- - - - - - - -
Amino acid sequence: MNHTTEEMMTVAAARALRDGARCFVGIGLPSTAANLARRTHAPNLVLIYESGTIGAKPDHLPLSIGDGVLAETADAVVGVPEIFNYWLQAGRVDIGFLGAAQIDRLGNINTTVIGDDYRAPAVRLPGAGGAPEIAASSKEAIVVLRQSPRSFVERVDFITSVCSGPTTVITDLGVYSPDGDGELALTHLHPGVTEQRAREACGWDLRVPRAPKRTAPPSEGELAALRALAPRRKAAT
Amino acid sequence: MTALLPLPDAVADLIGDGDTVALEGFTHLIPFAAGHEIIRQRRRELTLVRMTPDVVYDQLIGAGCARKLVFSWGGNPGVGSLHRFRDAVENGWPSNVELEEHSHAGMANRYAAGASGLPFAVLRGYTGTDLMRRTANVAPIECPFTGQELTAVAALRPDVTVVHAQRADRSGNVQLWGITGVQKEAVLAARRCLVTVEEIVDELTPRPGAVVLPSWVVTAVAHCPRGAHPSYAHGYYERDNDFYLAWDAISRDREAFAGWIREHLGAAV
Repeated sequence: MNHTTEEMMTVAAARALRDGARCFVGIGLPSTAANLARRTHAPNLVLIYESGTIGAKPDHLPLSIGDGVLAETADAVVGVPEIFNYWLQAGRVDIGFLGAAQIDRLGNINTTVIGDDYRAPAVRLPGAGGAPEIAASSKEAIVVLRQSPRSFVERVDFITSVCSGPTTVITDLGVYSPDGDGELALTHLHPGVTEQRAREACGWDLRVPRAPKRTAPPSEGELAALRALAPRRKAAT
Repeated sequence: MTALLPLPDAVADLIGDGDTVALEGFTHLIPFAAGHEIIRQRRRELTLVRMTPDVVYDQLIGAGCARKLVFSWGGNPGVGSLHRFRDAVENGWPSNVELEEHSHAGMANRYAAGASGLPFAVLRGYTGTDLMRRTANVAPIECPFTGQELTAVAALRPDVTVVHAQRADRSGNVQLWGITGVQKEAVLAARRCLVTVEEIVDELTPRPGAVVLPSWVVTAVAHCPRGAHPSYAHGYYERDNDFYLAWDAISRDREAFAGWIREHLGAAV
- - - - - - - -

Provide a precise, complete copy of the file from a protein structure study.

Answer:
Amino acid sequence: MNHTTEEMMTVAAARALRDGARCFVGIGLPSTAANLARRTHAPNLVLIYESGTIGAKPDHLPLSIGDGVLAETADAVVGVPEIFNYWLQAGRVDIGFLGAAQIDRLGNINTTVIGDDYRAPAVRLPGAGGAPEIAASSKEAIVVLRQSPRSFVERVDFITSVCSGPTTVITDLGVYSPDGDGELALTHLHPGVTEQRAREACGWDLRVPRAPKRTAPPSEGELAALRALAPRRKAAT
Amino acid sequence: MTALLPLPDAVADLIGDGDTVALEGFTHLIPFAAGHEIIRQRRRELTLVRMTPDVVYDQLIGAGCARKLVFSWGGNPGVGSLHRFRDAVENGWPSNVELEEHSHAGMANRYAAGASGLPFAVLRGYTGTDLMRRTANVAPIECPFTGQELTAVAALRPDVTVVHAQRADRSGNVQLWGITGVQKEAVLAARRCLVTVEEIVDELTPRPGAVVLPSWVVTAVAHCPRGAHPSYAHGYYERDNDFYLAWDAISRDREAFAGWIREHLGAAV
Repeated sequence: MNHTTEEMMTVAAARALRDGARCFVGIGLPSTAANLARRTHAPNLVLIYESGTIGAKPDHLPLSIGDGVLAETADAVVGVPEIFNYWLQAGRVDIGFLGAAQIDRLGNINTTVIGDDYRAPAVRLPGAGGAPEIAASSKEAIVVLRQSPRSFVERVDFITSVCSGPTTVITDLGVYSPDGDGELALTHLHPGVTEQRAREACGWDLRVPRAPKRTAPPSEGELAALRALAPRRKAAT
Repeated sequence: MTALLPLPDAVADLIGDGDTVALEGFTHLIPFAAGHEIIRQRRRELTLVRMTPDVVYDQLIGAGCARKLVFSWGGNPGVGSLHRFRDAVENGWPSNVELEEHSHAGMANRYAAGASGLPFAVLRGYTGTDLMRRTANVAPIECPFTGQELTAVAALRPDVTVVHAQRADRSGNVQLWGITGVQKEAVLAARRCLVTVEEIVDELTPRPGAVVLPSWVVTAVAHCPRGAHPSYAHGYYERDNDFYLAWDAISRDREAFAGWIREHLGAAV